Step 1: Tensile Structures
Most permanent buildings are made of materials that work well in compression, like brick and concrete. The weight of the building itself and the stuff inside it push down and compress the walls to keep it standing. Buildings that are made of compression materials are usually heavy. The Romans used a lot of stone. They were fans of compression.
A structure like your average camping tent works via tension - the space is enclosed by fabric that is stretched between a lightweight frame. You put stakes in the ground to pull on the fabric so it stays more or less in the same shape. When you think tension, think ropes and fabric. Some of the best rope-structure builders were the Incas. They built suspension bridges that spanned canyons and terrified their European visitors.
Wikipedia will tell you more about tensile structures.
One of the advantages of tensile structures is that you can span a very large distance without using a lot of material. This is why the longest bridges in the world are suspension bridges with a deck hanging from cables in tension.
Step 2: Materials
- Spandex Fabric - This is the tight-fitting stretchy stuff that swimsuits and cycling clothes are made of. Your local fabric store should have some. Get enough to cover the area you're looking to shade. I bought 9 yards for the structures you'll see in the pictures and it cost about $40.
- String - A spool of medium gauge synthetic string from a hardware store should work fine. Avoid cotton; it'll break down in the rain and sun.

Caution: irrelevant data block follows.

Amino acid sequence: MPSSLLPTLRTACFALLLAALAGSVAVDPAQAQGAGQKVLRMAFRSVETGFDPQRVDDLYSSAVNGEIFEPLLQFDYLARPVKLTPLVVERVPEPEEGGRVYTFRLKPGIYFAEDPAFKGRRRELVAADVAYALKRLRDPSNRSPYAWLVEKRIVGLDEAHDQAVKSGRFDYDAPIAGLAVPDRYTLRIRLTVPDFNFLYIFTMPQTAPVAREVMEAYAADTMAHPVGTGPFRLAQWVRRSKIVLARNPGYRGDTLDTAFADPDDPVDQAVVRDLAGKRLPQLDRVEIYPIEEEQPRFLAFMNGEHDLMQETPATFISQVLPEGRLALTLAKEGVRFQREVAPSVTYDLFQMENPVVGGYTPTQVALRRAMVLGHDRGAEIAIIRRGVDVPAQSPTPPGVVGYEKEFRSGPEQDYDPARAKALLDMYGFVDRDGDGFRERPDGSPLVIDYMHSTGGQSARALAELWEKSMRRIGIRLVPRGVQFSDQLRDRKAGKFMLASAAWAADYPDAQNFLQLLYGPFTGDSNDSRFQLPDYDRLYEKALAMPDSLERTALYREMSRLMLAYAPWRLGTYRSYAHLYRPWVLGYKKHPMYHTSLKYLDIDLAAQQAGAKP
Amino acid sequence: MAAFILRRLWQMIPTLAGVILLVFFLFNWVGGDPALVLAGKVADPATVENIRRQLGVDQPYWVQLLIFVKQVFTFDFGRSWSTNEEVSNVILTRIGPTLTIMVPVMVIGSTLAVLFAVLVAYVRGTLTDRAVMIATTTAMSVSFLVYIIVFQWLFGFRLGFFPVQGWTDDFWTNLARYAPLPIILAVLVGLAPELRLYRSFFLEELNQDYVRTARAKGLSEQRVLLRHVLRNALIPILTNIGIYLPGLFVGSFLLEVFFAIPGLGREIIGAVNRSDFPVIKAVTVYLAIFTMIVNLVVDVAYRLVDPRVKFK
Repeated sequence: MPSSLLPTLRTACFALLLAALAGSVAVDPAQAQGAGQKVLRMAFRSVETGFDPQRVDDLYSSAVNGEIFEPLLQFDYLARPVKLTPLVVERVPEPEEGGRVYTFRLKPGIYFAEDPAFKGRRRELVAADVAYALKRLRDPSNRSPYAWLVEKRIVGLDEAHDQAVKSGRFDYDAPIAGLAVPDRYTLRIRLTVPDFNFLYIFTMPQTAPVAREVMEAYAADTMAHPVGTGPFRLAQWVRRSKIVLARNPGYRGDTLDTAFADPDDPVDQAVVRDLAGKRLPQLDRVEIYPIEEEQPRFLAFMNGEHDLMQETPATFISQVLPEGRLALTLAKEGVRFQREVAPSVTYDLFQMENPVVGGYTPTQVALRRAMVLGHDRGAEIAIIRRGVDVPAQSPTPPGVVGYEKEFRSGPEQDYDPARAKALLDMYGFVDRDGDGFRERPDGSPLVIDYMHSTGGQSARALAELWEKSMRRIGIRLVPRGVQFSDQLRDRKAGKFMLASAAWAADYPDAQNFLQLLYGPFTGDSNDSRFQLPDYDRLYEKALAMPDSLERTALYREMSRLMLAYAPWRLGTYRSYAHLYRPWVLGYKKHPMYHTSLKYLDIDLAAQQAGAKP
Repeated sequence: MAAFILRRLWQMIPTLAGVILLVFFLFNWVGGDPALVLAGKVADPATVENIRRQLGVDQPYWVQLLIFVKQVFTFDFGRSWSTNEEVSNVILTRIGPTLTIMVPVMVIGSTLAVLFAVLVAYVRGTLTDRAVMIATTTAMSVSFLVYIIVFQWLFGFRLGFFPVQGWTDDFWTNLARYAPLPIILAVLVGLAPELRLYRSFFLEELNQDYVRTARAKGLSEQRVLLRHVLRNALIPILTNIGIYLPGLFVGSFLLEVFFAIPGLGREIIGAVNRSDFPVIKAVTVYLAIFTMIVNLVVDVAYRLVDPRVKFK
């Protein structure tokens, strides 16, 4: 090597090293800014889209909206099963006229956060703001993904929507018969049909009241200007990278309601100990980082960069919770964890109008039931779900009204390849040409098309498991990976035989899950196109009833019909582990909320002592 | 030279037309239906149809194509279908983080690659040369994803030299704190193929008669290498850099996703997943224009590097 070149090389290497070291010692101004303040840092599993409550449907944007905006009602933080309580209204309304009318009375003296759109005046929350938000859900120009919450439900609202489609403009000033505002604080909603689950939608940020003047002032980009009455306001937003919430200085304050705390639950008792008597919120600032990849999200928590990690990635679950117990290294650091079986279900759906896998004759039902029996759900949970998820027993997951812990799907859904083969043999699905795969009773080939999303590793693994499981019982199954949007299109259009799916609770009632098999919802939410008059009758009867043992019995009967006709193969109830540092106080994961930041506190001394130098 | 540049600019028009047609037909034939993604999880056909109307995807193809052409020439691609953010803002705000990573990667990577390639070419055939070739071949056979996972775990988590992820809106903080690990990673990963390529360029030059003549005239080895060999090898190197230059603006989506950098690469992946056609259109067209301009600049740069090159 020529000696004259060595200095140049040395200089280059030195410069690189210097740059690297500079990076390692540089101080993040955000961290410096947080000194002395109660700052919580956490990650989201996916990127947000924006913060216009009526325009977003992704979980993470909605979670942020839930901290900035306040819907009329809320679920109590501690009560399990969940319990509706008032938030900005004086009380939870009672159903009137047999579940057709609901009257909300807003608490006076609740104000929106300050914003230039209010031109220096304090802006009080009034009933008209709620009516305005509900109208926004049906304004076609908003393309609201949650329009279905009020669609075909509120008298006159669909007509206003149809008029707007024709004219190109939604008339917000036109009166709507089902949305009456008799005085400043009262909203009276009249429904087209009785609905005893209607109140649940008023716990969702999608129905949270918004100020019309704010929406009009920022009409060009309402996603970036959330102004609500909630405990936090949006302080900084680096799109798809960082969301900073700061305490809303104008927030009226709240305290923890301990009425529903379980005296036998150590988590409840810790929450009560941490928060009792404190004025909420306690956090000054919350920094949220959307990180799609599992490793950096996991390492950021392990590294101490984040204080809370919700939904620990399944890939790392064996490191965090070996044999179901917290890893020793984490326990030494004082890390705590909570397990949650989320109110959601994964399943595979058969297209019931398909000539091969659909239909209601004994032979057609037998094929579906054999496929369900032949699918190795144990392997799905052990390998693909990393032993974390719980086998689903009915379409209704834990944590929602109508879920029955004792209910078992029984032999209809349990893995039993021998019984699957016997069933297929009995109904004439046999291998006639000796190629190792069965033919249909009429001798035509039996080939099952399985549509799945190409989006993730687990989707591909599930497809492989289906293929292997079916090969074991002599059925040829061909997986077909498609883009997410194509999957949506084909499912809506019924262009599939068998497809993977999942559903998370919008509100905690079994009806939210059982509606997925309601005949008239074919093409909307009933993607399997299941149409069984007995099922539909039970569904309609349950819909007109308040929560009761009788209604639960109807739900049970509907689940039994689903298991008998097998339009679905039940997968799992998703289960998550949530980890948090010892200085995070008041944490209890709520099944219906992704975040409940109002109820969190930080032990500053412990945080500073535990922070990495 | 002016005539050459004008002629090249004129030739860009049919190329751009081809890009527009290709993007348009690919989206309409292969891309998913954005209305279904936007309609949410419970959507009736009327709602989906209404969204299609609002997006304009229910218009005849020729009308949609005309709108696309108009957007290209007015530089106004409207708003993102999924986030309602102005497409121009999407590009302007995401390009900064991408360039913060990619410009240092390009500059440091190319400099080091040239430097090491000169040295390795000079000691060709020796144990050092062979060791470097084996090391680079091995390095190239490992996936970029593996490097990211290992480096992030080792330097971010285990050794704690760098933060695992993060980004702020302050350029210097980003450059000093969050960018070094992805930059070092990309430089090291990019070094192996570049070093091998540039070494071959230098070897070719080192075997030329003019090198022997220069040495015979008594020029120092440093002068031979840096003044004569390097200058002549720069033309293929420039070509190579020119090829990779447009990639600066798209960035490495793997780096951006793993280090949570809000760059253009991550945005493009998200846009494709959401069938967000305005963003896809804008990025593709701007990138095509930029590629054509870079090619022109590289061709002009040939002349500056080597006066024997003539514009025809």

- Zip ties - Part I of the super secret no-sew connection system. A pack of 100 short (3") ties will do. Look for UV resistant ones - they're usually black.
- Pennies - Part II of the super secret no-sew connection system. Go to your bank for a roll, or break open the ol' piggy bank. A dollar's worth will do.
- Scissors - If you want to cut your fabric into different shapes (optional), you'll need some scissors. These will also come in handy for clipping the ends of the cable ties to make things look neat, but a pair of nail clippers or wire snips work better for that.
- Extending curtain rods (optional) - If you want to push the fabric up where there is no existing support, a curtain rod works great. You can get twist-locking adjustable ones at a hardware store. Extending paint roller poles also work well, and they're useful if you take the structure down. Other non-adjustable poles will work and are cheaper, but they're harder to experiment with.
Step 3: Play Around
You'll notice that the fabric never takes on a form with straight lines. It also never will be completely flat. In fact, the flatter the fabric is, the more it will flop around with the wind. The best forms for tensile structures are ones with double curvature - which means the fabric is bending in two different directions (a dome and a classic circus tent both have double curvature, a vault has single curvature).
Do a Google image search to get some ideas on forms you can make. You'll see that the physics of working with this kind of material lead to a certain style of structures - no boxes or straight lines allowed!
Step 4: Reinforced Connection Points
Putting in grommets is an option, but it's tough to do in stretchy fabric and it requires permanently altering the pieces you have. Instead, try this:
- Take a penny and push it through a corner or edge of the fabric
- Twist the penny to make a narrow "neck" in the fabric
- Cinch a zip tie around this neck, trapping the penny inside the fabric
- Tie a piece of string around the fabric neck.
That's the secret. Simple, right? You can even use this to connect two pieces of fabric together, like a stitch (as shown in the pictures).
Step 5: Stretch, Tie, Experiment
If you want to take the fabric in a different direction, just add in another connection point! Try to keep the whole piece taught - it will flop around less - but you might have to relieve the tension some to push another penny through.
Step 6: Push It Up
Step 7: Add On
Step 8: Enjoy the Shade
Then sit back and enjoy the shade!